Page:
Chinese dumplings and potstickers: Theoretically you are supposed to make dumplings (boiled or steamed), but I always make potstickers because I’m a crunch-junkie. My mom always told us that eating dumplings meant more money in the new year because they are shaped like gold ingots. Then I found out later that dumplings also symbolize having sons. I’m sticking with the money story.

Chinese egg dumplings: The Chinese have a thing for dumplings, because they are like purses, and purses hold money. These egg dumplings typically go in the cellophane noodle soup, but they are wonderful eaten on their own too.

Lucky ten ingredient vegetables: Lucky lucky lucky! Ten is a lucky number. Don’t make this with nine or eleven ingredients – you’ll screw up the new year! Also, don’t use hollow vegetables (green onions, water spinach – these are hollow and bad luck). Tofu is okay, but no meat is allowed in the dish.

Stir-fried rice cakes: These rice cakes are sticky, chewy disks of rice flour. The name of the rice cake, nian gao, sounds like “higher year”. Eating the rice cakes is good luck for a promotion or toward greater prosperity.

Stir-fried soybean sprouts: These are my favorite and plentiful in most Asian markets this time of year (because everyone wants luck!). Eating soybean sprouts (or bean sprouts in general) ensures a good start to the new year.


appetizers



There’s something you should know about tofu. It’s a big deal. Fu is “luck” in Chinese. So tofu is pretty popular in the new year festivities because everyone wants lots of luck. The thing is, you shouldn’t eat white tofu because white is bad – it’s the color of mourning/death. That’s bad luck. But don’t fret, there are a bazillion ways to eat tofu: fried, dried, marinated, sheets, pressed.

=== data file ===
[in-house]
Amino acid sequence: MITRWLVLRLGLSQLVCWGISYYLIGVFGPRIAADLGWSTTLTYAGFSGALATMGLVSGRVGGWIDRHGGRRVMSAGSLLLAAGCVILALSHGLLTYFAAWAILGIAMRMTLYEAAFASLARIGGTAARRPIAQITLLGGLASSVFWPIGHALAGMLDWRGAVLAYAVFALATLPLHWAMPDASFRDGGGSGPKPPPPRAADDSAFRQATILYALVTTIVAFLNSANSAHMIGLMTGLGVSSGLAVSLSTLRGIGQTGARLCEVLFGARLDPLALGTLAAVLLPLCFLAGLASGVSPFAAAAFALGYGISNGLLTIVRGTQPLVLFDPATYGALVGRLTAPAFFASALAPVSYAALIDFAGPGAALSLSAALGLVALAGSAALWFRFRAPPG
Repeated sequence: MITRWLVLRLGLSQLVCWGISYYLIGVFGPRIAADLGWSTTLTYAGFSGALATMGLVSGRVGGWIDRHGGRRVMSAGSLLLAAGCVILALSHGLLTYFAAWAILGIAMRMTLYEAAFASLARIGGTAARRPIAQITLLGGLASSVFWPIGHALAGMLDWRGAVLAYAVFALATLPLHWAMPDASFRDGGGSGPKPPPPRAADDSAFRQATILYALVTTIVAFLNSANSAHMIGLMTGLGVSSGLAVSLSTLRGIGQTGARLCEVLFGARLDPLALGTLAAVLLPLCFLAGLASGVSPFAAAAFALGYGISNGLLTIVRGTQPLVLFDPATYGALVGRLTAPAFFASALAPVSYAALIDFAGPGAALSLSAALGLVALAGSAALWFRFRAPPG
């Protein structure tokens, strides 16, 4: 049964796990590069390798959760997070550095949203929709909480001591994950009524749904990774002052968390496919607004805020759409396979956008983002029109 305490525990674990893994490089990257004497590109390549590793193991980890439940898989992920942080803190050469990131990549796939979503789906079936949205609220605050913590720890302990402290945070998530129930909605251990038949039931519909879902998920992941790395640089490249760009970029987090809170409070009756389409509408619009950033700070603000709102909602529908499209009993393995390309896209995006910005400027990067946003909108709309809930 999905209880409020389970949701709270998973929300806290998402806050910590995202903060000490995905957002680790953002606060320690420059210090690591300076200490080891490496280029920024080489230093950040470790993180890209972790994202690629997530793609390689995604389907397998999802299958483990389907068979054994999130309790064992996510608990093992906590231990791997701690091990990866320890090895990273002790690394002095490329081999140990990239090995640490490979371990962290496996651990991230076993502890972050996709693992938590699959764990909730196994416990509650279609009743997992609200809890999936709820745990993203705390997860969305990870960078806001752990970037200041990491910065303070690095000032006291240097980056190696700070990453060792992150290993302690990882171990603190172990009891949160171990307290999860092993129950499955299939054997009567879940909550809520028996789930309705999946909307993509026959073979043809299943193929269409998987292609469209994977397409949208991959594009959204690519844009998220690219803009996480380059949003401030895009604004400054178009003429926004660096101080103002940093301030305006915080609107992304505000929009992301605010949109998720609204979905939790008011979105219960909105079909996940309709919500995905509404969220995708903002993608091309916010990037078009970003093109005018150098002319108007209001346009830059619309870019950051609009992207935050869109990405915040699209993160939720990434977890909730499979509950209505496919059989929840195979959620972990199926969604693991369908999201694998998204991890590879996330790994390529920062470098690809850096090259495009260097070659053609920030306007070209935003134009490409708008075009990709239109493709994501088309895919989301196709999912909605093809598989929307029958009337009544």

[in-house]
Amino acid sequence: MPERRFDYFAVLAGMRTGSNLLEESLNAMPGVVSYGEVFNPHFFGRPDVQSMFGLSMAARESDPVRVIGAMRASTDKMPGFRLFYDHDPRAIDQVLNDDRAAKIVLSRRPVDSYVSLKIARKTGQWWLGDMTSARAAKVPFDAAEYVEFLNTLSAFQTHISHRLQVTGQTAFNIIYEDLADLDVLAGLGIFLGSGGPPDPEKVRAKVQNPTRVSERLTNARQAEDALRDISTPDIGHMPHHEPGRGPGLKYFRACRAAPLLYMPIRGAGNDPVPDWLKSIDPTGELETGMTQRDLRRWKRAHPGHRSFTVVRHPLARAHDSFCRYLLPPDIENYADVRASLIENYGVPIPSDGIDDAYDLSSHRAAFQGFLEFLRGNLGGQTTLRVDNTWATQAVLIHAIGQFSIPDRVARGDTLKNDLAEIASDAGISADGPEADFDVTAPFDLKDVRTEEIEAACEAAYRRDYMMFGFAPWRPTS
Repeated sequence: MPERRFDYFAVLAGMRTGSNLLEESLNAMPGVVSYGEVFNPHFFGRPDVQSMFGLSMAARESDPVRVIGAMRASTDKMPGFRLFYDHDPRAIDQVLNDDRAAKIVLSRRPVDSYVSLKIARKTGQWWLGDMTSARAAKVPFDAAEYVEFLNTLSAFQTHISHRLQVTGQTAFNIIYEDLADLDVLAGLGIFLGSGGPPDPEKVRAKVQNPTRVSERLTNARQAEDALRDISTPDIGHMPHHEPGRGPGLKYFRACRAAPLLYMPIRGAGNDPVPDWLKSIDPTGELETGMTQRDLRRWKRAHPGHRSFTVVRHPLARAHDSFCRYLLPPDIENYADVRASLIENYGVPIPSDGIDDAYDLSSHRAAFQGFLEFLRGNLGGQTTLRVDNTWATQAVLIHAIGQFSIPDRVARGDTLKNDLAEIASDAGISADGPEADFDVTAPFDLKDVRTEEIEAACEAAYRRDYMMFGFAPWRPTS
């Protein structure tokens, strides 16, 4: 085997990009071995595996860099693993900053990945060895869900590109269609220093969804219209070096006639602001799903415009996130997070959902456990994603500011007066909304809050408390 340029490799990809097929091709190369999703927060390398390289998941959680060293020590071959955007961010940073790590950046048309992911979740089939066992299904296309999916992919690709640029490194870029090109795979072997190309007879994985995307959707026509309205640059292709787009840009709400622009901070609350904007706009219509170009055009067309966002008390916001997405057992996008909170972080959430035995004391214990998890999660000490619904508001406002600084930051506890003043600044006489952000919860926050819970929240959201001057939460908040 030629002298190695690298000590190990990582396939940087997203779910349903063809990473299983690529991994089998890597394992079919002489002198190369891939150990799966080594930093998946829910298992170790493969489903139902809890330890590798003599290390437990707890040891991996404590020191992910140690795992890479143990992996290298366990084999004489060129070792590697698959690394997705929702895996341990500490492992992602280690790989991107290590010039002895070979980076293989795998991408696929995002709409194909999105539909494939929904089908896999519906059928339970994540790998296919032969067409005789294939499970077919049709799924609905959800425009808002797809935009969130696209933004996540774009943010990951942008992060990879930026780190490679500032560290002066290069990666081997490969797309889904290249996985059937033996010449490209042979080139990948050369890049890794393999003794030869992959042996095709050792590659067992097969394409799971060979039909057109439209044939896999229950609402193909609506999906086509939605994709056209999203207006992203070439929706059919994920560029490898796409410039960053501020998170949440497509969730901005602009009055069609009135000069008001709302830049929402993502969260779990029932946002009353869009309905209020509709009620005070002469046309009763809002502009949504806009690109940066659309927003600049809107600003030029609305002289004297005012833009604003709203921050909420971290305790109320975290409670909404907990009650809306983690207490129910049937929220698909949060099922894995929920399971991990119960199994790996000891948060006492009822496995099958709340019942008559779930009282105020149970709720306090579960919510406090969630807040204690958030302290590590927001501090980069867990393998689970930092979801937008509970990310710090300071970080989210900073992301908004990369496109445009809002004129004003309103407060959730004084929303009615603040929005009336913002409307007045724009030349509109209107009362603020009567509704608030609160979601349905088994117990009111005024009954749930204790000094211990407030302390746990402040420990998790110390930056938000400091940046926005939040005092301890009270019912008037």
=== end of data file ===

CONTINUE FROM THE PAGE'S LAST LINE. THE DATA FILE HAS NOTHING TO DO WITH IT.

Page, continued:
Bean curd rolls: You can find bean curd sheets or tofu skin in Asian grocery stores. They are either dried or frozen. This tofu skin roll is filled with savory pork and vegetables, and then braised til soft. I order it at dim sum all the time.

Chinese tea eggs: Eggs represent fertility, but I just love the subtle flavor of the tea infusion as well as the delicate crackle pattern on the peeled egg.

Fried shrimp wontons: Terrific nibbles with the added bonus that shrimp symbolize happiness and good fortune.

Pickled Chinese cabbage: Served cold, this sweet, salty, sour, spicy, crunchy pickled cabbage wakes your mouth up in the best way possible. I could snack on a bowl of this all by myself. Cabbage means money, prosperity.

Scallion pancakes: One of the best savory snacks, ever. I’m not sure if it has any symbolism, but it’s delicious!

Shrimp toast: More shrimp goodness (happiness and fortune).